From Outbreak to The Walking Dead, apocalyptic narratives of infection, contagion and global pandemic are an inescapable part of twenty-first-century popular culture. Yet these fears and fantasies are too virulent to be simply quarantined within fictional texts. The vocabulary and metaphors of outbreak narratives have permeated how news media, policymakers and the general public view the real world and the people within it. In an age where fact and fiction seem increasingly difficult to separate, contagious bodies (and the discourses that contain them) continually blur established boundaries between real and unreal, legitimacy and frivolity, science and the supernatural. Where previous scholarly work has examined the spread of epidemic realities in horror fiction, the essays in this collection also consider how epidemic fantasies and fears influence reality. Initiating dialogue between scholarship from cultural and media studies, and scholarship from the medical humanities and social sciences, this collection gives readers a fuller picture of the viropolitics of contagious bodies in contemporary global culture.
Back in May I wrote that I was working on the final manuscript for an edited collection called Embodying Contagion, co-edited with Sandra Becker and Sara Polak. Now, I am excited to announce that the collection is available for preorder with University of Wales Press, and will be coming to a bookstore or library near you in April 2021. The book will be released in paperback (retailing at £45), but most importantly it will also be coming out in Open Access, thanks to a generous grant from the Dutch NWO Domain Social Sciences and Humanities.
Readers of this blog are warmly encouraged to consider submitting an abstract to this edited collection, which is seeking chapters by artists and makers, as well as scholars of all backgrounds. I have worked with both the collection editors (Matthew Hayler and Christine Daigle) and the series editors (Matthew Hayler and Danielle Sands) in relation to my work with the Critical Posthumanism Network, and highly recommend the experience!
“It matters what ideas we use to think other ideas.” This claim by Marilyn Strathem is quoted and given many variations in Donna Haraway’s Staying With the Trouble (2016). Ideas are assemblages that emerge from the various entanglements in which we exist and that constantly shape what we are and can be. Ideas spring from the dynamic material engagments humans have with one another and with the other beings and objects in our worlds. Therefore, our manner of engaging, the very practices we adopt to think, feel, experience, and theorise our entanglements, matter a great deal. As Karen Barad famously posited, “knowing does not come from standing at a distance and representing but rather from a direct material engagement with the world” (2007, 49): the ways in which we engage determine our knowing.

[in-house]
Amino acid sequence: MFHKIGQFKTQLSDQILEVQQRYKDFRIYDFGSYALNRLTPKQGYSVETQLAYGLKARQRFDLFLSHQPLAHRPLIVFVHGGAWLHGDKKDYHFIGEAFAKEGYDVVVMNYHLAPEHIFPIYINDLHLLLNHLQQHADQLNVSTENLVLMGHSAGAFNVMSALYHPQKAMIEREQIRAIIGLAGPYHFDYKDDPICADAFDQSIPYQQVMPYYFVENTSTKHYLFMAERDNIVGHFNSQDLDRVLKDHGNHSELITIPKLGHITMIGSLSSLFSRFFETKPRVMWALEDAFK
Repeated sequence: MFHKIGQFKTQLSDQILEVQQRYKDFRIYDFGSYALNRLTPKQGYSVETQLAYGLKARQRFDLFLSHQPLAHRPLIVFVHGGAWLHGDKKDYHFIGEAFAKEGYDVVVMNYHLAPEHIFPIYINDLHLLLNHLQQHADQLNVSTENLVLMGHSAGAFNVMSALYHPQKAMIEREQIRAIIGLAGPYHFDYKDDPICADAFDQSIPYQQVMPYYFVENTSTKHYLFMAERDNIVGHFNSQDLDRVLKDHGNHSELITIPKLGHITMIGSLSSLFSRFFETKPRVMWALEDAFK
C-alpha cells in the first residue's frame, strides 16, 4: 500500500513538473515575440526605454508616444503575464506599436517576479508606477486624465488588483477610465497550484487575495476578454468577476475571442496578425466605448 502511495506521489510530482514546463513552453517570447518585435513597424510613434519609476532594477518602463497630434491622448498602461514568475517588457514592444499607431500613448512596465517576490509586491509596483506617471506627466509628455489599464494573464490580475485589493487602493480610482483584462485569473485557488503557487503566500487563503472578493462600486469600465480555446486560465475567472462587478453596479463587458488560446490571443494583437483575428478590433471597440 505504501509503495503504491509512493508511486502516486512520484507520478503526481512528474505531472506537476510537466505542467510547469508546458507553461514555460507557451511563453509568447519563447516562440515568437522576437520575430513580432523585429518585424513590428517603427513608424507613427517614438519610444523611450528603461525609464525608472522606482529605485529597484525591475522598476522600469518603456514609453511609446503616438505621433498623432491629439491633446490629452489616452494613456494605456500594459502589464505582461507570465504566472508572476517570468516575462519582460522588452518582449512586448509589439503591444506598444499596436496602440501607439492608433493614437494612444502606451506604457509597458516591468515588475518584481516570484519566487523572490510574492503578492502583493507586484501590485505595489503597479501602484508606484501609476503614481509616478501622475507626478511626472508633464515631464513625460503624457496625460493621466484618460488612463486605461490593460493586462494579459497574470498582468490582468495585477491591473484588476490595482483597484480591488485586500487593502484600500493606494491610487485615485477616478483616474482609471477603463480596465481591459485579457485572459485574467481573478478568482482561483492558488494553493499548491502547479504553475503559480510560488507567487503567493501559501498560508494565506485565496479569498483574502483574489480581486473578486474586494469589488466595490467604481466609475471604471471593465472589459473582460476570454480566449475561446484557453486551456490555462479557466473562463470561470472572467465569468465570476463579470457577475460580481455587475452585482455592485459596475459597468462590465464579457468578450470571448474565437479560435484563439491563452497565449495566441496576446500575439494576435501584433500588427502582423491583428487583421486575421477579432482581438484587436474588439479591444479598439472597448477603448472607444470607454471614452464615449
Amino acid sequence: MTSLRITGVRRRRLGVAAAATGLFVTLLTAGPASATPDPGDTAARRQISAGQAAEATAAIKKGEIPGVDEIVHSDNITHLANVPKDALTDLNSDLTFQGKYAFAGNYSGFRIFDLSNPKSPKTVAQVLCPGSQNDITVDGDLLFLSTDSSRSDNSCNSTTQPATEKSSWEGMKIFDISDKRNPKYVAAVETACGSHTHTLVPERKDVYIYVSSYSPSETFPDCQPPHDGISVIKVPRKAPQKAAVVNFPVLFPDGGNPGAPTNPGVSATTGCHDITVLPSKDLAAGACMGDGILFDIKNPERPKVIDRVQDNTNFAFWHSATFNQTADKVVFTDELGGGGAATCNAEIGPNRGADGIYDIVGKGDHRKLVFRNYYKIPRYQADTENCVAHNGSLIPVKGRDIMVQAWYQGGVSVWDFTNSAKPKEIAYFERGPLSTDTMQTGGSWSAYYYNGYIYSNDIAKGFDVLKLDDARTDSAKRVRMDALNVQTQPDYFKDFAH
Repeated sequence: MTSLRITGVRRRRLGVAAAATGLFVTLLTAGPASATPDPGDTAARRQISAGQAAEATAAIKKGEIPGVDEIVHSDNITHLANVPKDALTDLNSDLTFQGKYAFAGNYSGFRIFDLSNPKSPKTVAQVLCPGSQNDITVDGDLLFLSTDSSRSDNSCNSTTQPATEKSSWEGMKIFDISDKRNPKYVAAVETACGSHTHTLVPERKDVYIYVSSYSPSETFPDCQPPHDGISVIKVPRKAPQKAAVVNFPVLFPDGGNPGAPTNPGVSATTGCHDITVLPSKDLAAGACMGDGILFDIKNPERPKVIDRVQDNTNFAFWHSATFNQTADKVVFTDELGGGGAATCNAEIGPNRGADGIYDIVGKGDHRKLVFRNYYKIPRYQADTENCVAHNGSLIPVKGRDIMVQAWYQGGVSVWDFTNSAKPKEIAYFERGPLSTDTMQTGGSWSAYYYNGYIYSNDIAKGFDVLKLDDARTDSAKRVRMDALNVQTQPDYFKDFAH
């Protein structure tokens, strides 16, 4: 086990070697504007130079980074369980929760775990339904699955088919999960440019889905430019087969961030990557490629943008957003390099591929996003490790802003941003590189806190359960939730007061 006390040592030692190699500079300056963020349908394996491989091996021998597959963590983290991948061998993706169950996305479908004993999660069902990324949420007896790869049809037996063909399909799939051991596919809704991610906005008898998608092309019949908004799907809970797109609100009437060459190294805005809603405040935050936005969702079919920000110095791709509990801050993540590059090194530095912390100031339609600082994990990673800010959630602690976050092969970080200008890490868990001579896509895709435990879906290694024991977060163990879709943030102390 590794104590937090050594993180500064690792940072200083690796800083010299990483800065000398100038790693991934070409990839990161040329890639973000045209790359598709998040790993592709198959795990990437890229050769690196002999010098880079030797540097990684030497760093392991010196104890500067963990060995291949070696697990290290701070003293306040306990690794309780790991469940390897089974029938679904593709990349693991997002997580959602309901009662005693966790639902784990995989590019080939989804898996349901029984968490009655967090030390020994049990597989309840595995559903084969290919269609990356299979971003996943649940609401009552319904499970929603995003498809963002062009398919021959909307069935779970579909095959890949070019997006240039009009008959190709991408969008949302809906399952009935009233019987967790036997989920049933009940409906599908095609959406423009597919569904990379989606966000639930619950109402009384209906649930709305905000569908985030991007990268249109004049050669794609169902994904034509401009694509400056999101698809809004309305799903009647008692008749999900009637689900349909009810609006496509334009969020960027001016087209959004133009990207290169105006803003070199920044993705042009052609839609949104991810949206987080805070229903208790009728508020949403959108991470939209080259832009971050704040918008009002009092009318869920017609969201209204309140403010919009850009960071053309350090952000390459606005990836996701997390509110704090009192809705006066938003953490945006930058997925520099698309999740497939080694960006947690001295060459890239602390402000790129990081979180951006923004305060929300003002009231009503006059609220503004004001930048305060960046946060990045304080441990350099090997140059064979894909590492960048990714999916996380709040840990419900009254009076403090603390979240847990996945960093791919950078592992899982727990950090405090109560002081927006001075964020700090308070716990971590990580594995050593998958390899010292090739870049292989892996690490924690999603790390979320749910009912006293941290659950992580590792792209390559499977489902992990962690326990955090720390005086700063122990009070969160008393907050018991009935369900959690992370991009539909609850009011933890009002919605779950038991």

Critical posthumanism seeks to challenge contemporary anthropocentric and Humanist worldviews, and to establish new ways to conceive of ourselves and the environments and relationships in which we arc enmeshed. It has become clear that new thoughts and actions are needed as posthumanism demonstrates its usefulness. For this to be possible, we need to engage in thinking differently, shaking off old habits, embracing new methodologies, and rediscovering, or listening for the first time, to what has come before, or is going on right now, in other disciplines, cultures, and the actions of humans and non-humans. Putting posthumanism into practice, in short, demands exploratory, attentive, and speculative ventures that may, as yet, be unconventional in an academic setting, but generate new ideas and ways of acting. Posthumanism in practice also seeks to create ways and objects of knowing co-produced across the arts, humanities, and sciences, across sectors, disciplines, practitioners, and species. It asks: how is your practice, whatever your field of activity, transformed when enlivened by posthumanist ideas?
Last week I posted about disability in the Victorian age. This week, by some brilliant stroke of coincidence, I came across the following article on Steampunk Journal: In 2014, Mina was diagnosed with Chronic Fatigue Syndrome and Fibromyalgia. One of the significant symptoms is a weakness of the muscles which meant she required living aids to … Read more
When we think of ‘the Victorians’, we’re actually often thinking of a very specific group of people. This is a usually a representational issue. White, upper-class, able-bodied people are the ones we see in most photographs of ‘the Victorians’ (though not all). These are ‘the Victorians’ most often depicted on-screen, or written about in neo-Victorian fiction. If these are the ‘typical’ … Read more